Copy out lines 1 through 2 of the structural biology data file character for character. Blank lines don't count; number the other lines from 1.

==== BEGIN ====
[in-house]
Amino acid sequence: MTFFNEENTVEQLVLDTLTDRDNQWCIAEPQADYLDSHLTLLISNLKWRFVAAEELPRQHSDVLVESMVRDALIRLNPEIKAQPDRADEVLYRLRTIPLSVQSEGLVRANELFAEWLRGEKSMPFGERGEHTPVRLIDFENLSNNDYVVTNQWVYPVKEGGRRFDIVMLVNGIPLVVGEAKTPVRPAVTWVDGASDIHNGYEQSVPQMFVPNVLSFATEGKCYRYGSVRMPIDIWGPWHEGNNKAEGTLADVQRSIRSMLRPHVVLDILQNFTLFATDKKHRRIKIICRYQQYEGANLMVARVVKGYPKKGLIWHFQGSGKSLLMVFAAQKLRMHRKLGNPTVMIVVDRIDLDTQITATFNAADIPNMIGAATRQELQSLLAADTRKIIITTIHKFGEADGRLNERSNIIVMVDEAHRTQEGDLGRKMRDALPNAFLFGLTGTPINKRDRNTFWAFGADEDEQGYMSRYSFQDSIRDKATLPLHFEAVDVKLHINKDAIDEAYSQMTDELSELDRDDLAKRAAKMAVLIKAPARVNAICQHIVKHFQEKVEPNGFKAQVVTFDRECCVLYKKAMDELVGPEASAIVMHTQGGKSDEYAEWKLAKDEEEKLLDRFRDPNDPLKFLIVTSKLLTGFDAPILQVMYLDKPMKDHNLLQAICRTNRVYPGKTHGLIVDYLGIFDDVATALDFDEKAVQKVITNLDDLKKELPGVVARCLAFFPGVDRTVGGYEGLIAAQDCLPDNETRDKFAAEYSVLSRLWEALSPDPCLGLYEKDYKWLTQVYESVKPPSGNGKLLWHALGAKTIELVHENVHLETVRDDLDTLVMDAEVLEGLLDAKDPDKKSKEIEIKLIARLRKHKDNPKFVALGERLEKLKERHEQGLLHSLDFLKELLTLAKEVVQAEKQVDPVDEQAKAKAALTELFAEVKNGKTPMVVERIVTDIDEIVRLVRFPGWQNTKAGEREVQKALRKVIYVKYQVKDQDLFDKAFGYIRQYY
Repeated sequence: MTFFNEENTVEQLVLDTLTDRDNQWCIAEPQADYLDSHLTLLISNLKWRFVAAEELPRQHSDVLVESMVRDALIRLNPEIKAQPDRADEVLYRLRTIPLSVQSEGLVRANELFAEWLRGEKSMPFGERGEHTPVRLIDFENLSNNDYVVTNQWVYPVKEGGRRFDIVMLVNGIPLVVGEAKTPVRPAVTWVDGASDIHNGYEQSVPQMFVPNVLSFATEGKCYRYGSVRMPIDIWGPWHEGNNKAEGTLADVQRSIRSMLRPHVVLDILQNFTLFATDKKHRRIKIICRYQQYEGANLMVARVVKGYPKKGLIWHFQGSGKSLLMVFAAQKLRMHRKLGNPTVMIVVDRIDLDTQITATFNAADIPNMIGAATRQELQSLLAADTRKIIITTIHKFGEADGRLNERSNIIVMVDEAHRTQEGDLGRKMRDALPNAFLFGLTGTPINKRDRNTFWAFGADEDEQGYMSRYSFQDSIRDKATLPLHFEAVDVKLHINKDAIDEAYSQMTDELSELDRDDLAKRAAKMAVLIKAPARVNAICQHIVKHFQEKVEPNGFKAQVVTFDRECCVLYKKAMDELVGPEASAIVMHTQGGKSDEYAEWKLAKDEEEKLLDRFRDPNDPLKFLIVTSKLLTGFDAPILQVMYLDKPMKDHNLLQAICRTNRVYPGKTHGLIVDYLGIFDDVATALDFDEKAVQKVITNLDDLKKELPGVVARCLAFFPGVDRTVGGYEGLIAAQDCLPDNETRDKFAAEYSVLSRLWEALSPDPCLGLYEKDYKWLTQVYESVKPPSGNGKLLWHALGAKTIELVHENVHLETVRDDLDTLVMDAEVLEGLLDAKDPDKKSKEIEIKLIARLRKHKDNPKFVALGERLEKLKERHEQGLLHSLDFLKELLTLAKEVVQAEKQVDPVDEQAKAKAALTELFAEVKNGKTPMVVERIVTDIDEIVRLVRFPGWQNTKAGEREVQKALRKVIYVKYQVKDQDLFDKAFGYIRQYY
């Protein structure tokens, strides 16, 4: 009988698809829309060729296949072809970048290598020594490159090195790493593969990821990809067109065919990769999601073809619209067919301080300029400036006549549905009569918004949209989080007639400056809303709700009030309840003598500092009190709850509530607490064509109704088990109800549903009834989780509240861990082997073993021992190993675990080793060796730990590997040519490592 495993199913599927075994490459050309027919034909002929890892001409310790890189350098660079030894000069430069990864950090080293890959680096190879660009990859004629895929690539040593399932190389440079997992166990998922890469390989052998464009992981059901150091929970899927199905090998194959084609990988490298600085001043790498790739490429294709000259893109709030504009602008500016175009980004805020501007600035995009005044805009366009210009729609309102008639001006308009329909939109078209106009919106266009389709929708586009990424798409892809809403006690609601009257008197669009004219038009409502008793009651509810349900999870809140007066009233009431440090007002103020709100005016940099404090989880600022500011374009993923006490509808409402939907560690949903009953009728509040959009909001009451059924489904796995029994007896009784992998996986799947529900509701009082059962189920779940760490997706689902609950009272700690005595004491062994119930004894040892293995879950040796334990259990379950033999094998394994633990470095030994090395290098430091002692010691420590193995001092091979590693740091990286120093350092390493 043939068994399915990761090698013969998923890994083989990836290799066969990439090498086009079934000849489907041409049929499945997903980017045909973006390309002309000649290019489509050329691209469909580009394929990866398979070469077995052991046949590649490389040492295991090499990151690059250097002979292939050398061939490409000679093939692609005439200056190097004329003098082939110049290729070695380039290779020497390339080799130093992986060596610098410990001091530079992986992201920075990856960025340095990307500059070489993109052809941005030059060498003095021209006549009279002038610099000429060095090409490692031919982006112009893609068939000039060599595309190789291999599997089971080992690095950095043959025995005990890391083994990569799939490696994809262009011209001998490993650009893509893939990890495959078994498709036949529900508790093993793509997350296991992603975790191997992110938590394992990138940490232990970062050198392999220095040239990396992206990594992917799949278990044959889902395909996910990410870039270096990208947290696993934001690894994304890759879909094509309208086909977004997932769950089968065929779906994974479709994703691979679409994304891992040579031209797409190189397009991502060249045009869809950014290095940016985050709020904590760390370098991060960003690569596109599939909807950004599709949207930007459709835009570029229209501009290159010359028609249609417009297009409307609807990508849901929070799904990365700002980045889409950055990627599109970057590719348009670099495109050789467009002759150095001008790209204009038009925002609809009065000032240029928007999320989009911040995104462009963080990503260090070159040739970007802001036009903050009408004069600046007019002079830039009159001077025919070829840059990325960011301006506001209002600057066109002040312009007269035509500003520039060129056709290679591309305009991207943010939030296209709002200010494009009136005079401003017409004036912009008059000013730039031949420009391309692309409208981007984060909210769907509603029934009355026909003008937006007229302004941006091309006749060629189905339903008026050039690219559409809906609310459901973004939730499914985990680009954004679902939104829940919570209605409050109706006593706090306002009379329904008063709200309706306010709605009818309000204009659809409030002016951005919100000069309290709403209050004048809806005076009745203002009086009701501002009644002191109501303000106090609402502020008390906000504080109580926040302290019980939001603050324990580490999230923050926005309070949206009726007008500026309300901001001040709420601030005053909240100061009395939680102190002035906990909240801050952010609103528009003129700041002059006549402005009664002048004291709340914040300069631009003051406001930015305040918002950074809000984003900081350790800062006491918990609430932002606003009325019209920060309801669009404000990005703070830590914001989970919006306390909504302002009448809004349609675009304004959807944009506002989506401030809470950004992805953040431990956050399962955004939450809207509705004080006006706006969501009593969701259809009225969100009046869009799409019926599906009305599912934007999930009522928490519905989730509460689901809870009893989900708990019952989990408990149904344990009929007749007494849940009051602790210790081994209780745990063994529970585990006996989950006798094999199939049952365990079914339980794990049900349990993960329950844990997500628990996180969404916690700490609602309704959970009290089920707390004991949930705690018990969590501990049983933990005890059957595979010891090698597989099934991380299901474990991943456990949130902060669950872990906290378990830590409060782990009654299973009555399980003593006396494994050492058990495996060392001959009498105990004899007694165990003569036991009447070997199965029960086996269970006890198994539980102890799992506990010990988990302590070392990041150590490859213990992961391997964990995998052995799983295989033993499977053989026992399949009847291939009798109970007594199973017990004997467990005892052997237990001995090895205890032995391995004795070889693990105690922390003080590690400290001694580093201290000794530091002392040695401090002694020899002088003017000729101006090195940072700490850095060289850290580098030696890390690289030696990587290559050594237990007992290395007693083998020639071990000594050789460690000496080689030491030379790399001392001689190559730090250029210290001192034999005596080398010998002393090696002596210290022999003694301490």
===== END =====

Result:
[in-house]
Amino acid sequence: MTFFNEENTVEQLVLDTLTDRDNQWCIAEPQADYLDSHLTLLISNLKWRFVAAEELPRQHSDVLVESMVRDALIRLNPEIKAQPDRADEVLYRLRTIPLSVQSEGLVRANELFAEWLRGEKSMPFGERGEHTPVRLIDFENLSNNDYVVTNQWVYPVKEGGRRFDIVMLVNGIPLVVGEAKTPVRPAVTWVDGASDIHNGYEQSVPQMFVPNVLSFATEGKCYRYGSVRMPIDIWGPWHEGNNKAEGTLADVQRSIRSMLRPHVVLDILQNFTLFATDKKHRRIKIICRYQQYEGANLMVARVVKGYPKKGLIWHFQGSGKSLLMVFAAQKLRMHRKLGNPTVMIVVDRIDLDTQITATFNAADIPNMIGAATRQELQSLLAADTRKIIITTIHKFGEADGRLNERSNIIVMVDEAHRTQEGDLGRKMRDALPNAFLFGLTGTPINKRDRNTFWAFGADEDEQGYMSRYSFQDSIRDKATLPLHFEAVDVKLHINKDAIDEAYSQMTDELSELDRDDLAKRAAKMAVLIKAPARVNAICQHIVKHFQEKVEPNGFKAQVVTFDRECCVLYKKAMDELVGPEASAIVMHTQGGKSDEYAEWKLAKDEEEKLLDRFRDPNDPLKFLIVTSKLLTGFDAPILQVMYLDKPMKDHNLLQAICRTNRVYPGKTHGLIVDYLGIFDDVATALDFDEKAVQKVITNLDDLKKELPGVVARCLAFFPGVDRTVGGYEGLIAAQDCLPDNETRDKFAAEYSVLSRLWEALSPDPCLGLYEKDYKWLTQVYESVKPPSGNGKLLWHALGAKTIELVHENVHLETVRDDLDTLVMDAEVLEGLLDAKDPDKKSKEIEIKLIARLRKHKDNPKFVALGERLEKLKERHEQGLLHSLDFLKELLTLAKEVVQAEKQVDPVDEQAKAKAALTELFAEVKNGKTPMVVERIVTDIDEIVRLVRFPGWQNTKAGEREVQKALRKVIYVKYQVKDQDLFDKAFGYIRQYY